This approach, along with other technical solutions already suggested by the European Research Group in a detailed paper published last month, should also form the basis for settling the concerns raised by the Irish Republic and the EU about the Irish border with the UK.

This is important because the Irish border question remains the main stumbling block to any agreement between the UK and the EU – but only because the EU has made it so.

The EU’s offer of a Canada-style deal does not include Northern Ireland, so for May it is unacceptable. She understands she cannot have her country divided by an external jurisdiction setting rules she or her fellow citizens have no control over. But it would also be unacceptable to the Democratic Unionist Party, who would go further and rather endure no deal at all than be seduced by all manner of bribes or the threat of never returning to Stormont than allow a customs and regulatory arrangement that delivers convergence with the republic.

Solve that impediment so the Canada-style deal can cover the whole of the UK and suddenly a satisfactory agreement is possible that would win favour in Parliament. The EU has already conceded that technical arrangements are possible for trade across the Irish Sea, so the question now shifts to why will the EU not accept that those same technical solutions cannot be used for trade between Northern Ireland and the republic?

While the Le Touquet approach might work in Folkestone and Calais, surely there is time to trial a Le Touquet-plus system during the transition period before a free trade deal is introduced in 2021?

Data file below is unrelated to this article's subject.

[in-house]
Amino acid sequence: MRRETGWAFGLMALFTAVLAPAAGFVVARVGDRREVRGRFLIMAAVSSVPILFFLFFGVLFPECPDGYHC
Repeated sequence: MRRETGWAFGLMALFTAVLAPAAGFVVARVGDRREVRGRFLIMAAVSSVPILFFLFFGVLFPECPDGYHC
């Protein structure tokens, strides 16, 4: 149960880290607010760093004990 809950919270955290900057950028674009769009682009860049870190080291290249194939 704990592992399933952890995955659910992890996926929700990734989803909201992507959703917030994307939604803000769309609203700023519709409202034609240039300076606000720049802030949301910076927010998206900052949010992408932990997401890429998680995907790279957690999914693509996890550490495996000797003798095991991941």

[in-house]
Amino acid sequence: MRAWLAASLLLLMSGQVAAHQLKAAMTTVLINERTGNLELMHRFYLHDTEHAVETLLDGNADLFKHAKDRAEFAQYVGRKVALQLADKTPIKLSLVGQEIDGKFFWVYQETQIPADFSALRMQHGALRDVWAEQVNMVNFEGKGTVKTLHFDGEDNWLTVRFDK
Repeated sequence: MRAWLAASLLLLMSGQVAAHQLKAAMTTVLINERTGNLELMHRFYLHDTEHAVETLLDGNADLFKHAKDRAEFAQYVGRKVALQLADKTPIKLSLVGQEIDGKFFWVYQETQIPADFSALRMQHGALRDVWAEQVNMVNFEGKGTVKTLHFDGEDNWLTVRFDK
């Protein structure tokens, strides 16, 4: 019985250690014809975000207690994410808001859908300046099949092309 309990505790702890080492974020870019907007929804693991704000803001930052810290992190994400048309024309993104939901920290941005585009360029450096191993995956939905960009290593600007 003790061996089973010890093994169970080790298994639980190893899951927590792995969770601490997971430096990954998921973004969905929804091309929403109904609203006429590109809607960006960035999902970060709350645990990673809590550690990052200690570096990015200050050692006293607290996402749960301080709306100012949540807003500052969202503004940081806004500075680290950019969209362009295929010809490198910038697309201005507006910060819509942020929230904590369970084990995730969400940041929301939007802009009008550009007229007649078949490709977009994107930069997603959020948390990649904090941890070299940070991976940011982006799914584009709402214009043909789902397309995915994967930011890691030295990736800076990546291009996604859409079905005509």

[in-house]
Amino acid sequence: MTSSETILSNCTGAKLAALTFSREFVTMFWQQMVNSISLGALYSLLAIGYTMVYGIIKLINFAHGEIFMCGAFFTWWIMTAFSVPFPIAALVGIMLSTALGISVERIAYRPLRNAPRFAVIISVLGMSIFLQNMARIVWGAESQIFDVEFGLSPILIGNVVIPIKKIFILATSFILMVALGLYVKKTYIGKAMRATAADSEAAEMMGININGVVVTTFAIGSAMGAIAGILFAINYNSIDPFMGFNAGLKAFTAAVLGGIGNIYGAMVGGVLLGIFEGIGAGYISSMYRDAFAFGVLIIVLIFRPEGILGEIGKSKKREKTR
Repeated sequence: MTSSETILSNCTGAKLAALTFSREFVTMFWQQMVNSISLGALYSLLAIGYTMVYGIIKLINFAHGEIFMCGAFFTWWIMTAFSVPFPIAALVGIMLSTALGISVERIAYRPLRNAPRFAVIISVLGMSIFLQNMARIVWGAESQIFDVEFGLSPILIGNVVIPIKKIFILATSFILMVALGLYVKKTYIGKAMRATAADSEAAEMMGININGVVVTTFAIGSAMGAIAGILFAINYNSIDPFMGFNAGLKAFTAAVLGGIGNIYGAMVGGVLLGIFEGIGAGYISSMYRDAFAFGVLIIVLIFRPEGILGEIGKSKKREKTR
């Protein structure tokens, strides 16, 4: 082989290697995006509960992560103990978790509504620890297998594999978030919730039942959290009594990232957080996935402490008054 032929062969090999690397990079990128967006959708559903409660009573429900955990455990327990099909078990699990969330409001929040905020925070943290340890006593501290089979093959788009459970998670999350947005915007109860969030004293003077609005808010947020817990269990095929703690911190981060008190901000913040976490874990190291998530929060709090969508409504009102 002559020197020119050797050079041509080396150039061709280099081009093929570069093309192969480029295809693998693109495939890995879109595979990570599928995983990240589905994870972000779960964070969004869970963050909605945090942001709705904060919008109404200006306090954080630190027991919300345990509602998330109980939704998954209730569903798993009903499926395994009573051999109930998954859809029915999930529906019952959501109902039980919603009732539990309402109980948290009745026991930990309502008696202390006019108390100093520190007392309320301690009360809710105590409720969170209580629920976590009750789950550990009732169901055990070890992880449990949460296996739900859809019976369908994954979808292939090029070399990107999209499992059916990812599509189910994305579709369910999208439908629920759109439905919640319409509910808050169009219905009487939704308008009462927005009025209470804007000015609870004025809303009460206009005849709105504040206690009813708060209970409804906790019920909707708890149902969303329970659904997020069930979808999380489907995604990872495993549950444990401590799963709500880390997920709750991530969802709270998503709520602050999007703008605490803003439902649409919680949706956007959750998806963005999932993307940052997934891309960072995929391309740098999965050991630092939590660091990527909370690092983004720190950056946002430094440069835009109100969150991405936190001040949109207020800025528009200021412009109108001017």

The Dublin government should take the opportunity to embrace the idea, for the dilemma it faces is not its land border with the UK but the fact that its trade with the world predominantly travels via UK ports. Some 450,000 HGVs arrived at Holyhead in Wales alone from the republic in 2016, many of them travelling on to the European continent and via ports such as Rotterdam to reach the rest of the world.

Having a border in the Irish Sea would still mean that for those journeys they would face two customs and regulatory inspections on entering and leaving the UK – so it makes sense to agree an EU free trade deal that makes that journey as frictionless as possible.

We should watch, then, for the Chequers Plan that dare not speak its own name being put to bed by the EU in a humane fashion, thus allowing May to move on. What is required is to ensure it does not come back from the dead in a rebranded but zombie-like fashion or with more concessions added so it is essentially “Chequers-minus”.

Whatever she calls her next offering, May must drop the adoption of a common rule book that keeps us in the single market while she claims we are outside it. She must also embrace the positive and creative solutions coming out of the European Research Group, which by their nature demonstrate their motives are to achieve a good deal acceptable to parliament rather than change who occupies No10.

May has passed up on so many previous opportunities that she cannot afford to pass up on the latest, or she makes the possibility of Johnson replacing her more likely.